As I sit here, reflecting on the journey that led to the automated generation of over 67 million natural product-like molecules, I can't help but feel a sense of awe and excitement. This endeavour, driven by the power of artificial intelligence (AI) and deep generative models, has the potential to transform the way we explore and harness the wonders of nature for the betterment of society.
Nature is an extraordinary source of diverse and bioactive compounds that have the power to revolutionize fields such as medicine, agriculture, and food production. From ancient times, humans have been aware of the healing properties of plants and the unique chemistry they possess. In fact, many of our most effective antibiotics can be traced back to natural products. However, the process of discovering and harnessing these compounds has been slow and resource-intensive, often leading to limited success.
How can AI help us explore Nature?
That is where our work comes in. We embarked on a mission to leverage the power of AI and deep generative models to explore the vast chemical space of natural products in a high-throughput and cost-effective manner. By training a recurrent neural network on known natural products, we were able to generate a staggering 165-fold expansion over the known natural product space, reaching over 67 million compounds.
The motivation behind this work stemmed from the realization that traditional methods of natural product discovery were reaching their limits. The laborious and expensive process of manually curating and characterizing natural product libraries was a significant barrier to progress. The scientific community needed a breakthrough, a way to explore the uncharted territories of natural product chemical space efficiently and comprehensively.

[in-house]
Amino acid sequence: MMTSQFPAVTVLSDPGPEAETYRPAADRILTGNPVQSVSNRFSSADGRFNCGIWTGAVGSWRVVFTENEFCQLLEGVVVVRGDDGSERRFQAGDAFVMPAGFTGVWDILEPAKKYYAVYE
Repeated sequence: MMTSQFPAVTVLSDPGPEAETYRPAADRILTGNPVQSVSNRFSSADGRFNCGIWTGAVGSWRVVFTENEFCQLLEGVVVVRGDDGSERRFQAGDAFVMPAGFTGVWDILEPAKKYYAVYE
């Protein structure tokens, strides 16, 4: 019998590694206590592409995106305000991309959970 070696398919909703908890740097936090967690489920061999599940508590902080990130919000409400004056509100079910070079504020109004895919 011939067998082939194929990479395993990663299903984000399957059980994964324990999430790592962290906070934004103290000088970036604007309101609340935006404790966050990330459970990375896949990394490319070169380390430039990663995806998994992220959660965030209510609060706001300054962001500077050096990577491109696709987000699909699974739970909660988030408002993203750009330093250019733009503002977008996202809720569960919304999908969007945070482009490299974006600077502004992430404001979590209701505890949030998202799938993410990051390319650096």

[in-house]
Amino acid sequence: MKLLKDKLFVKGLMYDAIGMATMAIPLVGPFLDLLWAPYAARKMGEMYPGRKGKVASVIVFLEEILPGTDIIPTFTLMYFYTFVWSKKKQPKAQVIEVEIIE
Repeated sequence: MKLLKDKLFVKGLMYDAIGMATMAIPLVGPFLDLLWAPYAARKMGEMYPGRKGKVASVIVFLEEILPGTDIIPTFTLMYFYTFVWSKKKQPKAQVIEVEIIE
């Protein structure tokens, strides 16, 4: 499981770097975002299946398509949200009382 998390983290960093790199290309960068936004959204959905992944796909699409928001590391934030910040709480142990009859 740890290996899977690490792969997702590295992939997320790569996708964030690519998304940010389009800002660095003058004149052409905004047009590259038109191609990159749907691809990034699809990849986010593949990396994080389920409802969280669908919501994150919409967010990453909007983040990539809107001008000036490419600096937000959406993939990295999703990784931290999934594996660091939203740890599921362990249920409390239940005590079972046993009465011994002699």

How can deep generative models help?
Inspiration struck when we saw the potential of deep generative models. These AI-driven architectures have the unique ability to transcend human-dependent design and significantly expand the chemical search space. Variational autoencoders, recurrent neural networks, and generative adversarial networks became our tools of choice. Among them, the SMILES-based recurrent neural network with long short-term memory (LSTM) units emerged as the most suitable for our purposes. It demonstrated an impressive capability to generate novel and diverse molecules, even with limited training data.
Our approach was straightforward yet powerful. We trained the LSTM model on a vast collection of known natural products, enabling it to understand the molecular language of nature and learn how to assemble SMILES-based tokens into unique and natural product-like SMILES. We first generated a massive database of 100 million compounds, before eliminating invalid and duplicate compounds. The subsequent steps of curation, standardization, and analysis using cheminformatics toolkits refined the database to a robust collection of 67 million validated, unique, and natural product-like molecules.
What does this mean for society?
The impact of this innovation is multi-faceted and far-reaching. Firstly, the sheer expansion of the natural product library by 165-fold opens up uncharted territories of chemical space. The vast number of molecules generated provides a wealth of potential candidates for exploration, offering researchers a goldmine of bioactive compounds waiting to be discovered.
Moreover, our approach is a game-changer in terms of cost and efficiency. The time and resources required for traditional natural product discovery are significantly reduced. Our entire training and sampling process took less than 24 hours, using readily available computational resources. In contrast, commercially available natural product libraries can cost tens of thousands of dollars, making them inaccessible to many researchers. Our innovation democratizes access to a wealth of natural product-like molecules and empowers scientists across the globe to embark on transformative research.